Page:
Sen. Joe Manchin (D., W.Va.) declared his opposition to the nuclear agreement with Iran Tuesday, explaining that the deal effectively rewards the country for sponsoring terrorism for decades.
"As I struggled with this decision, I could not ignore the fact that Iran, the country that will benefit most from sanctions being lifted, refuses to change its 36-year history of sponsoring terrorism," Manchin, member of the Senate Armed Services Committee, said in a statement Tuesday.
He labeled the Obama administration’s description of the deal as solely about nuclear weapons "false," warning that Iran’s hypothetical possession of a nuclear bomb would be most worrisome because of the country’s sponsorship of terrorism.
"For me, this deal had to be about more than preventing Iran from acquiring a nuclear weapon for the next 10-15 years," Manchin explained. "For me, this deal had to address Iran’s terrorist actions. Without doing so would reward Iran’s 36 years of deplorable behavior and do nothing to prevent its destructive activities."
"The fact of the matter is that we are concerned about Iran having a bomb because, in large part, it is the world’s largest state sponsor of terror," the Democratic lawmaker later added. "Asking us to set aside the terrorist question is irresponsible and misses the point."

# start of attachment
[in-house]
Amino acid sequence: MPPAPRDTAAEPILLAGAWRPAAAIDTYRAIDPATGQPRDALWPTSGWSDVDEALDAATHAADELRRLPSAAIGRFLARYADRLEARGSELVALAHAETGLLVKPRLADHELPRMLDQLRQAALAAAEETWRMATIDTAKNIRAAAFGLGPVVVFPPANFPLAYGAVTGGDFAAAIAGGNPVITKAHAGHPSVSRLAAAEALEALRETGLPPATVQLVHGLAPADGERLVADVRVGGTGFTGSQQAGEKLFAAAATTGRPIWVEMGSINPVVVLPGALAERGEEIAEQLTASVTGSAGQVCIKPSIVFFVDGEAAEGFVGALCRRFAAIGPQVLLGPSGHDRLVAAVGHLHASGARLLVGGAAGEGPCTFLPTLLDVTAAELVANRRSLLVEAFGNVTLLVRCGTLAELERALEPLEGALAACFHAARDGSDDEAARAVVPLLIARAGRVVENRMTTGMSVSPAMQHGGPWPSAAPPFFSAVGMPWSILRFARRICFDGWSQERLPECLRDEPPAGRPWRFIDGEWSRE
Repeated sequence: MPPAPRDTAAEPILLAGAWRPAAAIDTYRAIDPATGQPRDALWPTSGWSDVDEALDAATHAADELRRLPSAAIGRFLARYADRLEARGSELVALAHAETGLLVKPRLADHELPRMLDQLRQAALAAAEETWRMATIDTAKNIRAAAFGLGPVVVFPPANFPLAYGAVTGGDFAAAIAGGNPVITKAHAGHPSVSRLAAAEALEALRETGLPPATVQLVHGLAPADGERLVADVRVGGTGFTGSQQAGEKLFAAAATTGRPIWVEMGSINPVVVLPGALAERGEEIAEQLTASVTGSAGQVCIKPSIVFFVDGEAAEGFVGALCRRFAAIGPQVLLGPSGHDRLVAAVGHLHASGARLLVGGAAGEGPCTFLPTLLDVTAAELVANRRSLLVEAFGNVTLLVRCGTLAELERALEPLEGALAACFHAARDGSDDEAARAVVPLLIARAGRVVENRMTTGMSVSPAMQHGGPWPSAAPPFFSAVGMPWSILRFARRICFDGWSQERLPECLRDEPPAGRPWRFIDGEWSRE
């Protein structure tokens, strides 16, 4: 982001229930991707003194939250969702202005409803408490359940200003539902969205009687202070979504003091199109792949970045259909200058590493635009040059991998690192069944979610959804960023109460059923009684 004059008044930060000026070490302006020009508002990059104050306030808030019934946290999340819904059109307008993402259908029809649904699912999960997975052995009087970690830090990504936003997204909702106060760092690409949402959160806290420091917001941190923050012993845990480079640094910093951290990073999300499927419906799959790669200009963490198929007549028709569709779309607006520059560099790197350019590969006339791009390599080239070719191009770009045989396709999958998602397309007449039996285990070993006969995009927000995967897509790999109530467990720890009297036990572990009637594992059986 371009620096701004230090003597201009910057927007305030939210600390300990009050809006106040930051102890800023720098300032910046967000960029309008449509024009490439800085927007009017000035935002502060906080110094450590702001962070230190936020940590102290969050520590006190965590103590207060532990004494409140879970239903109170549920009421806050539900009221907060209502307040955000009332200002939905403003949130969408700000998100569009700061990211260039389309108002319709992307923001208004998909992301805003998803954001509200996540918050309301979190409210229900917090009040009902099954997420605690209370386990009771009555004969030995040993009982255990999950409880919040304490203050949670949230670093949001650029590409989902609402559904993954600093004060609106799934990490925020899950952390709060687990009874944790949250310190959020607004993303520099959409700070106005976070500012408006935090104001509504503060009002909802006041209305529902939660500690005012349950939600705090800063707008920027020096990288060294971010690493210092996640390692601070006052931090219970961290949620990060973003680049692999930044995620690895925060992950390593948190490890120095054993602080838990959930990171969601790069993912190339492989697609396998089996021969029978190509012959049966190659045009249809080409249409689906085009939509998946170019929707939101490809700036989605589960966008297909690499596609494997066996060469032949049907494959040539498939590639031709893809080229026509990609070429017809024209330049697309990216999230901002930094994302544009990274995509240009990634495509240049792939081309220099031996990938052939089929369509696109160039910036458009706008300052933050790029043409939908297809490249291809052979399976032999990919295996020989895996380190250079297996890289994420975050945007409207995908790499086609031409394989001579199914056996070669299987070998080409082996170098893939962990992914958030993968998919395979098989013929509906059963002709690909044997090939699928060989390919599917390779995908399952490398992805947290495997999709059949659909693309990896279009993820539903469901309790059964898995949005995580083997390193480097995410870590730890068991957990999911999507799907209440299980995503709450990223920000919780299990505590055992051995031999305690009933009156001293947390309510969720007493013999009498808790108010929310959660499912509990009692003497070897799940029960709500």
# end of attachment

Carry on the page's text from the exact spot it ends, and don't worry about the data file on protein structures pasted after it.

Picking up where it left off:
Manchin charged that the billions Iran would receive in sanctions relief would at least in part help the country fund terrorism and as a result would "further destabilize the Middle East."
"Lifting sanctions without ensuring that Iran’s sponsorship of terrorism is neutralized is dangerous to regional and American security," the senator warned.
"Iran is directly responsible for the deaths of hundreds of U.S. soldiers," Manchin said. "This regime has shown no signs that its deplorable behavior will change, and this deal does nothing to guarantee that behavior changes."
With his announcement, Manchin became the fourth Democratic senator to come out against the deal, joining Sens. Chuck Schumer (N.Y.), Bob Menendez (N.J.), and Ben Cardin (Md.) in their opposition of the agreement brokered in July.
Manchin insisted that a diplomatic path to disabling Tehran’s nuclear program and addressing its involvement in terrorism is still possible.
"I will support a path towards peace and diplomacy over war and aggression," Manchin said, "but make no mistake about it: I will vote to use all of our military might to protect our homeland whenever it is threatened, defend our allies whenever they are put in harm’s way and prevent Iran from acquiring a nuclear weapon."
On Tuesday morning, the Associated Press reported that President Obama has rallied enough support among Senate Democrats to avoid having to veto a resolution rejecting the deal.
A majority of Americans want Congress to reject the agreement with Iran, according to polling released last month.